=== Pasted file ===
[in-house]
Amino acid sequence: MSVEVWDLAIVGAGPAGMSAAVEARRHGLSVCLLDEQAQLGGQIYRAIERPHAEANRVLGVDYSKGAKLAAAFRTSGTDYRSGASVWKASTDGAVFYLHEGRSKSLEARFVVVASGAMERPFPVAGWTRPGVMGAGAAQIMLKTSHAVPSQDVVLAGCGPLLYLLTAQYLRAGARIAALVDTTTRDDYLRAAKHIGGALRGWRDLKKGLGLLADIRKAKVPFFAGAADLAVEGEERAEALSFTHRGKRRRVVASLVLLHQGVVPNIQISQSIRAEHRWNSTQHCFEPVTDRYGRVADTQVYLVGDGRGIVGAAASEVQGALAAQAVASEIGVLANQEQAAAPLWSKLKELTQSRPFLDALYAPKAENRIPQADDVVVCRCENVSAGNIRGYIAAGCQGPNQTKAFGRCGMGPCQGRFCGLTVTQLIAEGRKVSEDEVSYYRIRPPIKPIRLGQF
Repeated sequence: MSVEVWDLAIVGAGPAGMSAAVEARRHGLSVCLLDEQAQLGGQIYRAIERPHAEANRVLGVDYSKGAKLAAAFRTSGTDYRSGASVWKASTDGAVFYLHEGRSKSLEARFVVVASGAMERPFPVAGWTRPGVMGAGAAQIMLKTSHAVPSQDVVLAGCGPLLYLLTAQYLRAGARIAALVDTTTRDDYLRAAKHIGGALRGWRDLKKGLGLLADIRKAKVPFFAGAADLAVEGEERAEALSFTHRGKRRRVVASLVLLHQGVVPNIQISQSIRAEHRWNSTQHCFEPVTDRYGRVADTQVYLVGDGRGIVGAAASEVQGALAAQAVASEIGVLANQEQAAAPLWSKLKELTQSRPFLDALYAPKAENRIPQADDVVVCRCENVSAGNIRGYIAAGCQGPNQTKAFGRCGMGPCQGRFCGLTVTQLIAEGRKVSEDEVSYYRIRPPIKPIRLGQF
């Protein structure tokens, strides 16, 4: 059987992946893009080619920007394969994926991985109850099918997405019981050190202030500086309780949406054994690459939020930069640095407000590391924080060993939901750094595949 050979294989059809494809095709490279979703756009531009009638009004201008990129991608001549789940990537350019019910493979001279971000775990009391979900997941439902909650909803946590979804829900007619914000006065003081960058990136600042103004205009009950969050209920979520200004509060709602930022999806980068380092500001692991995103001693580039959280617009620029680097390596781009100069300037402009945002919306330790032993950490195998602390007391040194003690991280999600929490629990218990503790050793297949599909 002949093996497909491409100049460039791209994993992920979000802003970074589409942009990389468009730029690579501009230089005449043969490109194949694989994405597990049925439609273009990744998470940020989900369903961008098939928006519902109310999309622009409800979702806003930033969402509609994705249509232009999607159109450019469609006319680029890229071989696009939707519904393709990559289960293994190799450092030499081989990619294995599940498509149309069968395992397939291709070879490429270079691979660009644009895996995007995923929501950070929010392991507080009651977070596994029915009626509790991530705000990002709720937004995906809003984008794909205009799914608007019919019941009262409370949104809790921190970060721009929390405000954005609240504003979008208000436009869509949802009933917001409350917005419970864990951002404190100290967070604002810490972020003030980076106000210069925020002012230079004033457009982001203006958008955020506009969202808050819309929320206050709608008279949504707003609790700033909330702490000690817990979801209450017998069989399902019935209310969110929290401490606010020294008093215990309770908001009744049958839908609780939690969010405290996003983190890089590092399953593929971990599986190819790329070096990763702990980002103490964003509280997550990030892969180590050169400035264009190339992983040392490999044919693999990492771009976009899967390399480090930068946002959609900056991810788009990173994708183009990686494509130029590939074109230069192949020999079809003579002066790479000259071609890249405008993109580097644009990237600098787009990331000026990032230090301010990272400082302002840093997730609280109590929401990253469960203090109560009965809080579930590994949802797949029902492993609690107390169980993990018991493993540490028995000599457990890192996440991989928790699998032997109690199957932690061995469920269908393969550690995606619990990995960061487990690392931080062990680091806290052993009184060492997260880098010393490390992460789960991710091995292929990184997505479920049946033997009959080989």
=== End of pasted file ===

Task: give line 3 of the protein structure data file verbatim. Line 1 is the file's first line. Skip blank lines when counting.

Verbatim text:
Repeated sequence: MSVEVWDLAIVGAGPAGMSAAVEARRHGLSVCLLDEQAQLGGQIYRAIERPHAEANRVLGVDYSKGAKLAAAFRTSGTDYRSGASVWKASTDGAVFYLHEGRSKSLEARFVVVASGAMERPFPVAGWTRPGVMGAGAAQIMLKTSHAVPSQDVVLAGCGPLLYLLTAQYLRAGARIAALVDTTTRDDYLRAAKHIGGALRGWRDLKKGLGLLADIRKAKVPFFAGAADLAVEGEERAEALSFTHRGKRRRVVASLVLLHQGVVPNIQISQSIRAEHRWNSTQHCFEPVTDRYGRVADTQVYLVGDGRGIVGAAASEVQGALAAQAVASEIGVLANQEQAAAPLWSKLKELTQSRPFLDALYAPKAENRIPQADDVVVCRCENVSAGNIRGYIAAGCQGPNQTKAFGRCGMGPCQGRFCGLTVTQLIAEGRKVSEDEVSYYRIRPPIKPIRLGQF